M Anda

Hospital Virgen del Camino, Cádiz, Andalusia, Spain

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Publications (16)16.93 Total impact

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    ABSTRACT: Component-resolved diagnostics (CRD) has recently been introduced into clinical allergology. The aim of this study was to assess the contribution that this new diagnostic technique makes to conventional diagnosis in patients with pollen allergy, comparing CRD with conventional technologies, and to compare 2 CRD methods, Advia-Centaur and Microarray-ISAC. Serum samples from 120 pollen-allergic patients were obtained. Immunoglobulin (Ig) E to total extracts (CAP System) and individual allergens using both CRD methods were determined. The 3 diagnostic methods were in agreement in 62.5% of cases. In 30%, the CRD modified the conventional diagnosis either by detecting new relevant sensitizations (mainly to Olea) or by ruling out clinically irrelevant sensitizations caused by panallergens. The main differences between the 2 CRD methods were the deficiency in the ISAC version we used (ISAC-CRD-89) to detect sensitizations to Salsola and Plantago and that Advia-Centaur did not detect sensitizations to cypress. For all allergens except for Par j 1, a significant association in the frequency of sensitization was seen with the 2 CRD techniques and good agreement when comparing the results of the 2 methods in all cases. Significant correlation was found in the concentration of specific IgE in the 2 techniques for the most prevalent allergens in our setting. The results of the different profilins analyzed using Microarray-ISAC were superimposable although somewhat lower in the case of Phl p 12. Component-resolved diagnostics modified the conventional diagnosis in 30% of cases. The results from the 2 CRD methods showed good agreement and correlation for most allergens.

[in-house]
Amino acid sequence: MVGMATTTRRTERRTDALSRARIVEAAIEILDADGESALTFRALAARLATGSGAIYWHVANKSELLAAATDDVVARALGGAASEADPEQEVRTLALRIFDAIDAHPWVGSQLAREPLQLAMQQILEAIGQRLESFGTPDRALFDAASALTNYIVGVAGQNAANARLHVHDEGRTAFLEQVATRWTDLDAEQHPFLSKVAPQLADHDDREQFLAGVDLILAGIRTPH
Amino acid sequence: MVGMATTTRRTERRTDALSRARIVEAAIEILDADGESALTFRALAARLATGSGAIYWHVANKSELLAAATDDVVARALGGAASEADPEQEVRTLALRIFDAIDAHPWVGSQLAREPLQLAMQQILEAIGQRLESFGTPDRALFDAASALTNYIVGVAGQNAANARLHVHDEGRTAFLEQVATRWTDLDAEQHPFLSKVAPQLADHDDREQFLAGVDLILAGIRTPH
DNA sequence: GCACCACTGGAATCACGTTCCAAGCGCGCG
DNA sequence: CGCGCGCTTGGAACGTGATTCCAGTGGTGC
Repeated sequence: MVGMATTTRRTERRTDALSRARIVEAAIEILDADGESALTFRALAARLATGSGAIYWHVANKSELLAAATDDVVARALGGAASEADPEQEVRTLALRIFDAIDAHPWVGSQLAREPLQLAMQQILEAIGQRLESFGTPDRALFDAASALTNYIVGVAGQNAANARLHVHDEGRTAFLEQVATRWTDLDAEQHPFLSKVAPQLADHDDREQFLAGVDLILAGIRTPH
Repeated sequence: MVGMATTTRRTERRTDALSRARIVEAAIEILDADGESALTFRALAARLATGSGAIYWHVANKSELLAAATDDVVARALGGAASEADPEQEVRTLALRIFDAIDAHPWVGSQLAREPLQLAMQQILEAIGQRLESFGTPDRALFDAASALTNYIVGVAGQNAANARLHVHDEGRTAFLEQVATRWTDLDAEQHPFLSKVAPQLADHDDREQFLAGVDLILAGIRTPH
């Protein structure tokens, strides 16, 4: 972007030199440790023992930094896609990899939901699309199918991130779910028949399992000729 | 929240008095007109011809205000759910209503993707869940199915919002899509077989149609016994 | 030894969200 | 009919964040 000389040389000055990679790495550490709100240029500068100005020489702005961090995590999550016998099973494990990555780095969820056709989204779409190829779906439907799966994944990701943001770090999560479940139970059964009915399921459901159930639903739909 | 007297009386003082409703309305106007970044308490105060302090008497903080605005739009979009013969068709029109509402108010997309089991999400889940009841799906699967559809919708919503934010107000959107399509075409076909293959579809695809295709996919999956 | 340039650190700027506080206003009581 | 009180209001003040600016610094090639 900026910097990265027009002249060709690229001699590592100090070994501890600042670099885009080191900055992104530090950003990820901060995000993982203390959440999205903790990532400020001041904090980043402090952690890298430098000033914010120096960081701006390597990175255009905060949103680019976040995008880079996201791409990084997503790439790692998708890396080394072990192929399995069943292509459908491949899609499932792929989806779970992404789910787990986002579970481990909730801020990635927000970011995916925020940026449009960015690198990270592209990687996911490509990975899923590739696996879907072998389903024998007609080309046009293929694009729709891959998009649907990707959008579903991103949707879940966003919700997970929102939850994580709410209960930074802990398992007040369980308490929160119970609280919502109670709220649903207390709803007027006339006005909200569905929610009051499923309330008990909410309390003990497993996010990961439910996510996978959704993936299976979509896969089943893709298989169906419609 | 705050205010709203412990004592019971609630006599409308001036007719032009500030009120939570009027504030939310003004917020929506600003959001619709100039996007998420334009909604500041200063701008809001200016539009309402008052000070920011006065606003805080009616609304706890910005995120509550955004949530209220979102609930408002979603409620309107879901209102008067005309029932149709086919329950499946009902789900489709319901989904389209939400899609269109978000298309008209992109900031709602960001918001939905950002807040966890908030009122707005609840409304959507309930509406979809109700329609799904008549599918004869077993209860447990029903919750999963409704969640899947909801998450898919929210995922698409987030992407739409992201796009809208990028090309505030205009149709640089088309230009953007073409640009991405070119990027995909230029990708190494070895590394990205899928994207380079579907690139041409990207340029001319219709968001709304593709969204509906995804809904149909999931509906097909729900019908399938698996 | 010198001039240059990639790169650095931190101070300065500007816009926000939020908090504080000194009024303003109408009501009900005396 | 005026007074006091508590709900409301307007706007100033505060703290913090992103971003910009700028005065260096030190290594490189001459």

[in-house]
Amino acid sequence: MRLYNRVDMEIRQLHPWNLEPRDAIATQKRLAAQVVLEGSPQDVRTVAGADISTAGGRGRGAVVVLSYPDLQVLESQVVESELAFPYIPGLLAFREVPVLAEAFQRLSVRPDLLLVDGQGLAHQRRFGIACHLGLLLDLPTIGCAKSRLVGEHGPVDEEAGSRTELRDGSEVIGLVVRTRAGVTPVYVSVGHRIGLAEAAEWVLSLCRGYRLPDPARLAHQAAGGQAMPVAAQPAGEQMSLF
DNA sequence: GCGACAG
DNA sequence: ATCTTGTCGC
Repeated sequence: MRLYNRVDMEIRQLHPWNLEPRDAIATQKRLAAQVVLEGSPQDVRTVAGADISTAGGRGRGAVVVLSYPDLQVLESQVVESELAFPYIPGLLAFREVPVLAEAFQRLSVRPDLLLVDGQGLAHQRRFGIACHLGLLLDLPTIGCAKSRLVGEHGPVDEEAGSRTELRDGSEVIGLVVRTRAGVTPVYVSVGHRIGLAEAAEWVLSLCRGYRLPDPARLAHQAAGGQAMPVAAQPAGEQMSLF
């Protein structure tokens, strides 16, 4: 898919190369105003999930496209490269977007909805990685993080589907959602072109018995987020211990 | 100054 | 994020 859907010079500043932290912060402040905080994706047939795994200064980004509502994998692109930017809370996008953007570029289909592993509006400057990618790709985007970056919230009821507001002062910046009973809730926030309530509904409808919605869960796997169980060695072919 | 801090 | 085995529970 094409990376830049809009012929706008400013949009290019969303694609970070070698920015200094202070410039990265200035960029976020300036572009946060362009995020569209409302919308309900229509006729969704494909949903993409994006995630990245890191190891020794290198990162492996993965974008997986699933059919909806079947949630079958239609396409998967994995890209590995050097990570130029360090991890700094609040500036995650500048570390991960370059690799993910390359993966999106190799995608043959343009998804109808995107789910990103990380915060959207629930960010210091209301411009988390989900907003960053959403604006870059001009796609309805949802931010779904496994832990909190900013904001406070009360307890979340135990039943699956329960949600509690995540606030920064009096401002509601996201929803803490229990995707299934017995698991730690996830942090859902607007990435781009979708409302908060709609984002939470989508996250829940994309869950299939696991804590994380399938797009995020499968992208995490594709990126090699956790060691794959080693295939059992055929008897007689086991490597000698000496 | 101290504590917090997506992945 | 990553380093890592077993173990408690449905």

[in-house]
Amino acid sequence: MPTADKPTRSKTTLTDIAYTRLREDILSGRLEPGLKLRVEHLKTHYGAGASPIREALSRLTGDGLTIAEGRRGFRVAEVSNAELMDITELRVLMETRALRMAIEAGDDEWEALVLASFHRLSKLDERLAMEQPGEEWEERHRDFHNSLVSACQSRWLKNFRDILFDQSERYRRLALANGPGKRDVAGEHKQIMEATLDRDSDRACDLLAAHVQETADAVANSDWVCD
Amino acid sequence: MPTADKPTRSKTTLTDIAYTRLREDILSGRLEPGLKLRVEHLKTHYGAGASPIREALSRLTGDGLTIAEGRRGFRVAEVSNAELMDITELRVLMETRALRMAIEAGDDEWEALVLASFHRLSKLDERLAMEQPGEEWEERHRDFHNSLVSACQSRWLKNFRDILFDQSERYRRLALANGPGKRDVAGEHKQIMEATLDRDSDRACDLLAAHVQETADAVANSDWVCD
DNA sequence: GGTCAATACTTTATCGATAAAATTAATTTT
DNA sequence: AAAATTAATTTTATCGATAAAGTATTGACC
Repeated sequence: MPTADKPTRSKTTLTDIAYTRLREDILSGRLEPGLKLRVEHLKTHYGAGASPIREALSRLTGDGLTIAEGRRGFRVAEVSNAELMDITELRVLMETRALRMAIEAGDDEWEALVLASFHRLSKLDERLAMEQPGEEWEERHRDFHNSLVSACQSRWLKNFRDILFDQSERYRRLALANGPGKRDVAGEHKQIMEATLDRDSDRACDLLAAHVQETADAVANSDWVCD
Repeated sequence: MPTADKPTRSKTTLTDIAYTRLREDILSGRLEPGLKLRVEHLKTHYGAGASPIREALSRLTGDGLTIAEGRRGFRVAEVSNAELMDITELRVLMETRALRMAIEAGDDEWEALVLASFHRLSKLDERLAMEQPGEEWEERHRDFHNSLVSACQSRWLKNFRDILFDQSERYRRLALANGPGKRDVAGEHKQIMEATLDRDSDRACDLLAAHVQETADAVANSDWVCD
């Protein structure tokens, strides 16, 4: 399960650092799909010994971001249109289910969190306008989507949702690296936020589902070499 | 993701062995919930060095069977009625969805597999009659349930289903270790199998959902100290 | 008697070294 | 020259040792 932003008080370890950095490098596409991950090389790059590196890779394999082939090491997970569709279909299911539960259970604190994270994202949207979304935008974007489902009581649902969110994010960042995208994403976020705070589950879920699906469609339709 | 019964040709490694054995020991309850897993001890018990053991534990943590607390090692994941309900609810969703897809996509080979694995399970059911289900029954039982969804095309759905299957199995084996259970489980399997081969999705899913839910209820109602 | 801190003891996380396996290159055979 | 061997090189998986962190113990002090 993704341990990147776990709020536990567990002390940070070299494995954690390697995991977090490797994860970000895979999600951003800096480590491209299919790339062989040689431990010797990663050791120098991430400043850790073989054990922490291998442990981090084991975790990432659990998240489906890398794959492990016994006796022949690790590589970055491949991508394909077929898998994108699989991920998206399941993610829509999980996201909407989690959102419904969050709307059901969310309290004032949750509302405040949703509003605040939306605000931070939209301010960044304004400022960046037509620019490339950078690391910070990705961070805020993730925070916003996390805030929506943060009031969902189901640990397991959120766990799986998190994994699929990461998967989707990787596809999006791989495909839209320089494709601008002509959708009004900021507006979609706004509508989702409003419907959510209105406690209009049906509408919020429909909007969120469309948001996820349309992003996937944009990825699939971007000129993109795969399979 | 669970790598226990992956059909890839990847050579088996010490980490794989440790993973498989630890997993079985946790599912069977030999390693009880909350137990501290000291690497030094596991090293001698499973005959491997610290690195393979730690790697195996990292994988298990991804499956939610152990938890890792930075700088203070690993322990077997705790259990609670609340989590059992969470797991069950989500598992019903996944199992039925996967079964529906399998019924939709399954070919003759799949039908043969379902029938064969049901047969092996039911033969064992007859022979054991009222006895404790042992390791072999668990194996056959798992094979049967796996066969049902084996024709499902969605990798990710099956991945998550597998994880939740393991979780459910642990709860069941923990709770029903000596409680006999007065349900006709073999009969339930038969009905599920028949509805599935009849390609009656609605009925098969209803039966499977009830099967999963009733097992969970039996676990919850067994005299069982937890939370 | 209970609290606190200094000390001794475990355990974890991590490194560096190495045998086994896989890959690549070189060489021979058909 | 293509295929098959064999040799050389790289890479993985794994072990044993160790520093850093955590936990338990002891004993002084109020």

Annals of allergy, asthma & immunology: official publication of the American College of Allergy, Asthma, & Immunology 07/2011; 107(1):35-41. · 3.45 Impact Factor
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    ABSTRACT: There are no documented studies that describe natural rubber latex (NRL) sensitization in children with a history of surgical intervention but without any congenital malformation (urogenital anomalies, spina bifida, etc.), although some authors have studied NRL allergy in children without a history of surgical intervention. The aim of this work was to evaluate the sensitization profile to single NRL allergens in children without spina bifida and without repeated surgical interventions, by using different recombinant and natural latex allergens in two analytical techniques: specific serum immunoglobulin E (IgE) quantification and flow cytometry determination of activated basophils expressing CD63, after stimulating cells from patients with NRL allergens. A total of 23 patients and 10 healthy children were selected. Conjunctival and in-use NRL provocation tests were carried out, as well as specific IgE determination in all patients' and controls' sera with the recombinant NRL allergens: rHev b 1, rHev b 2, rHev b 3, rHev b 5, rHev b 6.01, rHev b 6.02, rHev b 8, rHev b 9 and rHev b 11 and with NRL (k82) using appropriate ImmunoCAPs. The Basophil Activation Test (BAT) was performed with whole latex extract and with the recombinant allergens rHev b 5 and rHev b 6.01, as well as with the natural allergen Hev b 6.02. The sensitivity and the specificity of NRL-specific IgE (k82) were 100%. Positive IgE responses to rHev b 5 were found in sera of 10 children, to rHev b 6.01 in 16 and for rHev b 6.02 in 15 children's sera. Specific IgE to rHev b 8 was found in four sera of the children. We only found significant differences in sensitization to rHev b 5 in children with two or more surgical interventions compared with the non-intervened group or those with only one intervention. Specific IgE in sera of children with latex-fruit syndrome recognized rHev b 6.02, but not to rHev b 11. The patients sensitized to Hev b 8, Hev b 9 and/or Hev b 11 were atopic. The four patients presenting a positive response to the NRL profilin Hev b 8 were allergic to pollen. The BAT against whole NRL extract was positive in 22 of 23 children; against rHev b 5 in 14 of the patients studied; against rHev b 6.01 in seven cases and against nHev b 6.02 in 19 children. In all the control subjects, the results using this technique were negative. If combined rHev b 5, rHev b 6.01 and nHev b 6.02 together, BAT could detect 20 of the 23 children with latex allergy. The combined use of ImmunoCAP with all the recombinant NRL allergens and BAT with rHev b 5, rHev b 6.01 and nHev b 6.02, enabled the identification of NRL allergy in 22 of 23 patients. There is a positive and significant correlation between sensitization to Hev b 5 and the number of interventions. BAT and allergen-specific IgE determination could be used as first-line in vitro diagnostic tests in patients with NRL allergy.